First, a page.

The Caret Group on Some Current Issues – February 1, 2013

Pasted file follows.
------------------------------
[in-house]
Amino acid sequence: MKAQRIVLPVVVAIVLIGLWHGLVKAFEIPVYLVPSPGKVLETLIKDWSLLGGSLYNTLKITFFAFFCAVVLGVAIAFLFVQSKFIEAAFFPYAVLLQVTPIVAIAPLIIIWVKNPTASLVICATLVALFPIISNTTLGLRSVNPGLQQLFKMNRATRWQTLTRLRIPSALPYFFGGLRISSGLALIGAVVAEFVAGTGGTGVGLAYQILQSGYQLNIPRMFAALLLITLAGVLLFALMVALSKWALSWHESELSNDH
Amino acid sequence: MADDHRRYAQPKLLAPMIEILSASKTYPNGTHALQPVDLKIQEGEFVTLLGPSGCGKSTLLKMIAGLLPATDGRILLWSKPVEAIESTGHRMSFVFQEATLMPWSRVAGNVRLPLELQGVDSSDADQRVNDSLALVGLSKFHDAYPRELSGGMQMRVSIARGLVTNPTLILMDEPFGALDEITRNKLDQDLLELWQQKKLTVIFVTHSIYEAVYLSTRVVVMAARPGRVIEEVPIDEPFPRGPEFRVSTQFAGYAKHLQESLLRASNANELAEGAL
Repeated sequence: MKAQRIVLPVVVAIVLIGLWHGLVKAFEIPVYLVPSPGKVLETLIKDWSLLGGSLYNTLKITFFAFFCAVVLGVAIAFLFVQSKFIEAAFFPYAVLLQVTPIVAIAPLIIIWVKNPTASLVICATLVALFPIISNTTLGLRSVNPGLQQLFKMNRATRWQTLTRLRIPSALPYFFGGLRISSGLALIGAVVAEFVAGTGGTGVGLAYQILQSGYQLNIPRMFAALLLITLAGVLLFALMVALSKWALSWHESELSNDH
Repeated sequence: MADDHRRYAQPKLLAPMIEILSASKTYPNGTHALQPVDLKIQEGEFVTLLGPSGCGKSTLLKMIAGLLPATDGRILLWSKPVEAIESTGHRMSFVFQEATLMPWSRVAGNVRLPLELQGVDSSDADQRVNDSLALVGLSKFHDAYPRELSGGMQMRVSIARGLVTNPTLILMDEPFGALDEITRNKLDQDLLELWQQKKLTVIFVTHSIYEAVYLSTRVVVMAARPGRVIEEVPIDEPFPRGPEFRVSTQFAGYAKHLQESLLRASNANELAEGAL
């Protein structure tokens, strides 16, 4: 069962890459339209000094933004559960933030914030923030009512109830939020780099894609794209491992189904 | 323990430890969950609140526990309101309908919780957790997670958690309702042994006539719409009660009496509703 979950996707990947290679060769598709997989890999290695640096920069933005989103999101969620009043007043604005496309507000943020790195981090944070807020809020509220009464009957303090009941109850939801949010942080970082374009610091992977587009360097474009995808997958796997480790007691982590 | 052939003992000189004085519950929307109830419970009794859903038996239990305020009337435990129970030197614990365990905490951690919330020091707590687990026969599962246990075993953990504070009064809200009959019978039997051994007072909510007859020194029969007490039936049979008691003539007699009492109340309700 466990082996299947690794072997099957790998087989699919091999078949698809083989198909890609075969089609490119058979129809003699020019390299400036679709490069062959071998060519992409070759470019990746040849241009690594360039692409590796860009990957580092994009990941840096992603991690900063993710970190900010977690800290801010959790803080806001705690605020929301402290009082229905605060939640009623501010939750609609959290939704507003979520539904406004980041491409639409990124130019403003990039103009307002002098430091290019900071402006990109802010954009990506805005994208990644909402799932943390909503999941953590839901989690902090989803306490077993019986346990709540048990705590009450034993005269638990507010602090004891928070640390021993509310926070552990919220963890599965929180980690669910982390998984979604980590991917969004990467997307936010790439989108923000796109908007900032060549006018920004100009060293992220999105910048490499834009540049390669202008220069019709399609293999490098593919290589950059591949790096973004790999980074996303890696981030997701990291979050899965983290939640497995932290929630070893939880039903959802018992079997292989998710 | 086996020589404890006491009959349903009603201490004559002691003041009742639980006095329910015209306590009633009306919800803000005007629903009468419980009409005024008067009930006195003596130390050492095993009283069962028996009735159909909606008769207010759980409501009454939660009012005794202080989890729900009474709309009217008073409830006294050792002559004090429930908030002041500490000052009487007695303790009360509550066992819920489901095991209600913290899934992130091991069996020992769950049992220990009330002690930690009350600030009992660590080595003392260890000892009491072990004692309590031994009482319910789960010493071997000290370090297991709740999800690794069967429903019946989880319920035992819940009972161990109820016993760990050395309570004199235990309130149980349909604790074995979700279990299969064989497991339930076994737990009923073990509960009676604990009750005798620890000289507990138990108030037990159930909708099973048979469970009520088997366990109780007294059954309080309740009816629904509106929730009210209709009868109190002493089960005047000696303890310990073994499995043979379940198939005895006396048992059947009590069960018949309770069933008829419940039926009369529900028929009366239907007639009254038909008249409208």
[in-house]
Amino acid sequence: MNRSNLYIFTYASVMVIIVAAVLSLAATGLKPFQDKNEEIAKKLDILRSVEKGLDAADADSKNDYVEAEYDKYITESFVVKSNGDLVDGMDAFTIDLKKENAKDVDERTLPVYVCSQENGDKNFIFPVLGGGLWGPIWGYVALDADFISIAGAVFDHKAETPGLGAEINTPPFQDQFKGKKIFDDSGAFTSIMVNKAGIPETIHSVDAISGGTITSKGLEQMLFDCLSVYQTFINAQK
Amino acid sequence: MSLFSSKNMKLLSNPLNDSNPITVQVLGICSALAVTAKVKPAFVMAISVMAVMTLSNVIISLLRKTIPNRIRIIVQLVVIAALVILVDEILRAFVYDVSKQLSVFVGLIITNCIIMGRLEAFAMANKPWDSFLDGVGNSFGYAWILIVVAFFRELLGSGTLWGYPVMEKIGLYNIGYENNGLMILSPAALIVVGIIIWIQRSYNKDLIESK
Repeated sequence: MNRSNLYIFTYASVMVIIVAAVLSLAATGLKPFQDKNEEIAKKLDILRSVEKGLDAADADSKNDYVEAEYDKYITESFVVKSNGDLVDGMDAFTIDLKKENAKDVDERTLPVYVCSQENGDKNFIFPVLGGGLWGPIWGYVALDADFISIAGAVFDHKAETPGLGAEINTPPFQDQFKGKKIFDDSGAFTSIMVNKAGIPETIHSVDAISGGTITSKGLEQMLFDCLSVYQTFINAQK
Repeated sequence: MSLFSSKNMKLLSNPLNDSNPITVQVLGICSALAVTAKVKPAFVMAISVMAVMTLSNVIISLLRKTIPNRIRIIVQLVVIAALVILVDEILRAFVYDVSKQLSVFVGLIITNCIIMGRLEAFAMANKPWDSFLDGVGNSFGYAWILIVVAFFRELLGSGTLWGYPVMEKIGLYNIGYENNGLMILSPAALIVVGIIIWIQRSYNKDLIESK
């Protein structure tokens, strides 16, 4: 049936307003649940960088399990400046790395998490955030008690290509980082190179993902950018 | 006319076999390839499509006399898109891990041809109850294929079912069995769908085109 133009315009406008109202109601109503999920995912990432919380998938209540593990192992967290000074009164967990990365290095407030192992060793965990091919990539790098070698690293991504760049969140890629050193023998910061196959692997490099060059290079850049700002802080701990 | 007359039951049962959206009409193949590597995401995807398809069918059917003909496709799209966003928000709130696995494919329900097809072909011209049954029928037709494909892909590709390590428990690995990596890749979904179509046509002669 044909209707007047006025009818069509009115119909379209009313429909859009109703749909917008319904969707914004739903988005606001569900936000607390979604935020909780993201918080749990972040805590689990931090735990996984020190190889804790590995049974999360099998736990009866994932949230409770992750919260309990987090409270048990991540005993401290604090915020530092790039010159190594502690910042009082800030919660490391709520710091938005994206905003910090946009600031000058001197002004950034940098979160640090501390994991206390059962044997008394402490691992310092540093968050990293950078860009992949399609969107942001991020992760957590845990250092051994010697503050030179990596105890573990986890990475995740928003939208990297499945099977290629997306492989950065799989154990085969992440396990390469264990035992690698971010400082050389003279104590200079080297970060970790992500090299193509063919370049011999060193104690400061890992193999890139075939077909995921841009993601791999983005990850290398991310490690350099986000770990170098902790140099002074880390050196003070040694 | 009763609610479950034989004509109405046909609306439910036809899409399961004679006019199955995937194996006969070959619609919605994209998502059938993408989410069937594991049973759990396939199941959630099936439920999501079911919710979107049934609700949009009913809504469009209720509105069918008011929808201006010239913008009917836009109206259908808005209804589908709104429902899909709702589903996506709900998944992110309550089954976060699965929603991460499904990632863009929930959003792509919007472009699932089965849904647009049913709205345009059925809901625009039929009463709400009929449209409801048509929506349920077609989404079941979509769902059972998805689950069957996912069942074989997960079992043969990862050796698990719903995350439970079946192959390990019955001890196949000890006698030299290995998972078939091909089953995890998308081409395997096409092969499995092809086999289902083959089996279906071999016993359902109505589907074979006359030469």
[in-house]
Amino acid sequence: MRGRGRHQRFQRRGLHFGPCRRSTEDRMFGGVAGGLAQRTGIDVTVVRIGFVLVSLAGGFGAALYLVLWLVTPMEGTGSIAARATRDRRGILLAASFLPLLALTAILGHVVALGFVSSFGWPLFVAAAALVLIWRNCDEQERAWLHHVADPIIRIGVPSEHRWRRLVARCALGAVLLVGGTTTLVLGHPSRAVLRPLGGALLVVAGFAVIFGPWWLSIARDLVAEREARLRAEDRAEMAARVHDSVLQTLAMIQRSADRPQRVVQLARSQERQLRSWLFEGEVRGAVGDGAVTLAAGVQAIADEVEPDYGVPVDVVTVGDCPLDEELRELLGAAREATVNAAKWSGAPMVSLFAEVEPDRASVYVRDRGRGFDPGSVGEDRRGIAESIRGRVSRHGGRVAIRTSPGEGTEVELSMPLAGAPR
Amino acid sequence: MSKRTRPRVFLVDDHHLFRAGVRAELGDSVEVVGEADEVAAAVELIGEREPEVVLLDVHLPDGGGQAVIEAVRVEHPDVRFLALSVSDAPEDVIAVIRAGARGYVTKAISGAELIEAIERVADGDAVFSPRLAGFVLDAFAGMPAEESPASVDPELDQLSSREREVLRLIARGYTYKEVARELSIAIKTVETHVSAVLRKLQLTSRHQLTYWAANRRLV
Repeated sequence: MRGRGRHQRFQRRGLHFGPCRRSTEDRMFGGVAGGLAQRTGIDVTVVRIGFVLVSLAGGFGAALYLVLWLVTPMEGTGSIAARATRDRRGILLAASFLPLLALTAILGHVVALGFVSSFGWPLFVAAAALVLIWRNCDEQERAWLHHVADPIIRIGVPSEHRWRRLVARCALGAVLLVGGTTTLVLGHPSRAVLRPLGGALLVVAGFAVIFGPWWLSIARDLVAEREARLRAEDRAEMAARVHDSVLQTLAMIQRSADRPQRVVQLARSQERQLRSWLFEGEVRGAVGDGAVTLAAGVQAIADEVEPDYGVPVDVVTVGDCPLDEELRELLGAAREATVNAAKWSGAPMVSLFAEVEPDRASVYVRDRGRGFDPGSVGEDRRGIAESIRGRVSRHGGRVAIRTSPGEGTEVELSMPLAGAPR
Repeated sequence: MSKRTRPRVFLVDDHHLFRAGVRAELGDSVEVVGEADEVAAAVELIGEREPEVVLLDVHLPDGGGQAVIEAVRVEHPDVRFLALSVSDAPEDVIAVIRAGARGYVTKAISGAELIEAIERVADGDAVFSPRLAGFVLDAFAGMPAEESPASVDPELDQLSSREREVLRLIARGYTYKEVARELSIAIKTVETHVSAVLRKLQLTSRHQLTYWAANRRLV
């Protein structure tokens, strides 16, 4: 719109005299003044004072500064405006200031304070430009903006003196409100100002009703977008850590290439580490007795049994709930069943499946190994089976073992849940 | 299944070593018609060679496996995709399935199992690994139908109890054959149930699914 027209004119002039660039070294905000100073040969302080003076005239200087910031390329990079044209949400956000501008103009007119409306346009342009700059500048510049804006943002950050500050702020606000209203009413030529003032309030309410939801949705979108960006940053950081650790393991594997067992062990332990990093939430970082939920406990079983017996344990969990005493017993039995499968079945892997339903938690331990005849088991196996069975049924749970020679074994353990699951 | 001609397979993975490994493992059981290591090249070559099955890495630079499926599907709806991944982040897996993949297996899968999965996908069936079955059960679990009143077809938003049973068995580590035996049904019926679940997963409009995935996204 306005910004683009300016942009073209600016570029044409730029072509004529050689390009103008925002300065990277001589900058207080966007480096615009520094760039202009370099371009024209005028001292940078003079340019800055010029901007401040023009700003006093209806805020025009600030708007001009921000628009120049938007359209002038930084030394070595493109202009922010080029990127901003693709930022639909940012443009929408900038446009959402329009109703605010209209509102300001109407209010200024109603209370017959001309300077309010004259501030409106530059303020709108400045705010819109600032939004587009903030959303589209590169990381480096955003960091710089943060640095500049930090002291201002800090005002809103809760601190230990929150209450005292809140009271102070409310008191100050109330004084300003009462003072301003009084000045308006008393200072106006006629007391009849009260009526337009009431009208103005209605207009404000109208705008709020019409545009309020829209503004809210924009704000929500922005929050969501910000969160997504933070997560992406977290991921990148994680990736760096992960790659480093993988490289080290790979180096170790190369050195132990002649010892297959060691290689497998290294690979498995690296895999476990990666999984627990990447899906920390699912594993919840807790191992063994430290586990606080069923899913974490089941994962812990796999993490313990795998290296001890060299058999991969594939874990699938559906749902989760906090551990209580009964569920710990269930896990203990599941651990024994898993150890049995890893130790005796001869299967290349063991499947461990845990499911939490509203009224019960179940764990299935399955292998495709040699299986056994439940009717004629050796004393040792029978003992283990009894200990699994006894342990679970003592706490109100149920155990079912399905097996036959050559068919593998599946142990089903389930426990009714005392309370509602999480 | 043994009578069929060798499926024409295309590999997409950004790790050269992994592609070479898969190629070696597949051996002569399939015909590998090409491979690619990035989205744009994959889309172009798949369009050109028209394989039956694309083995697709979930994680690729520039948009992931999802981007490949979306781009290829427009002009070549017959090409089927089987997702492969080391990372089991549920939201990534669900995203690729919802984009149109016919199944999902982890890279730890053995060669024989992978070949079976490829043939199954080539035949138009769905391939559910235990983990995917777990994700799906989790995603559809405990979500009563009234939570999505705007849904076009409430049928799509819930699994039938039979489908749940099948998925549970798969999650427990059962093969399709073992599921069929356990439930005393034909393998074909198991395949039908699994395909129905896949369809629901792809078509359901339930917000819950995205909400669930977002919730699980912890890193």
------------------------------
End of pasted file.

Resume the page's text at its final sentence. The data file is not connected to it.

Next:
Columnist David Brooks writing recently in the New York Times has quoted Oswald Spengler the German philosopher (well known for his controversial 1918 book Decline of the West ) as having advised European leaders that they could either be global military powers or pay for their welfare states, but they could not do both. (Paul Samuelson the Economics professor whose storied text book on Economics students of Economics including myself, had to study, echoed Spengler in a way when he stated that nations were confronted by the choice between distributing their resources between guns or butter). Brooks informs us that as late as the 1990s, Europeans were still spending 2.5 percent of GDP on defense. “Now that spending is closer to 1.5 percent and, amid European malaise, it is bound to sink further”. Brooks believes that the United States will undergo a similar process. He tells us further that the current budget calls for a “steep but possibly appropriate decline in defense spending from 4.3 percent of GDP to 3 percent according to the Congressional Budget Office.” Brooks opines correctly in my view that “as the federal government becomes a health care state, there will have to be a generation of defense cuts that overwhelm anything in recent history.” Here is it is worthwhile noting that the defense budget of the United States running around $700 billion annually is still more than that spent by the next 15 countries. With the cold war more than two decades old, in combination with America’s severe economic problems, the rationale for such a huge outlay on defense becomes increasingly difficult to justify or sustain. Admiral Mike Mullen former Joint Chiefs of Staff made the significant observation that the biggest national security threat facing the United States was its national debt. According to some analysts including Brooks, President Obama has nominated Chuck Hagel a decorated Vietnam era war veteran and former US Senator, to replace Leon Panetta as Secretary of Defense, to wield the scalpel at the Pentagon. This appears to be an astute political move as the President needs cover through a Secretary of Defense with Republican credentials. Yesterday’s NPR reports that Hagel is being grilled by the likes of Senators McCain and Lindsay Graham on his past statements as the former Senator from Nebraska. For instance McCain wanted to know why Hagel had characterized the US military surge in Iraq as the biggest mistake since Vietnam. From the exchange reported by NPR it appeared to me that as a seasoned politician Hagel was able to parry the question. Some Republican Senators, uneasy with some of Hagel’s past pronouncements consider him as too dovish for their liking and are therefore trying to derail his nomination. However it appears that unless they can persuade some Democratic Senators to join them, Hagel would be confirmed. If that happens, the team of Kerry at State and Hagel at Defense is expected to follow a cautious and moderate course in foreign affairs, in contradistinction to the neocon hubris which has cost the US an almost unbearable amount of blood and treasure. The other noteworthy thought captioned “Australia shows the rest of the world how to pivot to Asia,” is contained in an op-ed in the Financial Times. The author, Irvin Studin has made some interesting observations. According to him the main point and an extremely important one, is that Australia is making conscious efforts to integrate into Asia. Its students are being encouraged to immerse themselves in ever increasing numbers into Asian languages and cultures. Wisely discarded some decades ago by the Australian leadership were Australia’s obsolescent “White Australia” policies identifying it with the Anglophone countries. This positive trend seems to have gained increasing traction in the past few years. Australian Prime Minister Julia Gillard’s strategy aims to give all the country’s students access to at least one ‘priority’ Asian language. In contrast, Studin avers that the pivots of both North America and Europe are halfhearted. This is because “Asia continues to figure little in their ‘imaginaries’- the values and cultural references that tie people together.” My own assessment is that that the above regions do not find it easy to bury the past ghost of Orientalism which still continues to inform in some respects it attitudes to both Asia and the Middle East. The recent Coca Cola advertisement showing an Arab struggling with his camel which has been criticized as racist in the Middle East is a case in point. The writer makes the further point that Washington’s pivot is overwhelmingly military in emphasis. This is a matter of serious concern to China. Coming after the US’ reverses in Iraq and Afghanistan, the policy makers in Obama’s administration would be well advised to study Australia’s approach to Asia, unless they want to repeat America’s past errors of judgment in the wider Middle East. These advisors should also give serious consideration to the celebrated Harvard academic Joseph Nye’s advice: do not treat China as an enemy. Instead, seek mutually profitable avenues of collaboration with the second most powerful country in the world. This is exactly what Australia is trying to do instead of clinging to past perspectives. The approach advocated by Nye and followed hopefully by Kerry and Hagel (if the latter is confirmed) would naturally earn approbation from China, which would also lead to a less tense global environment.


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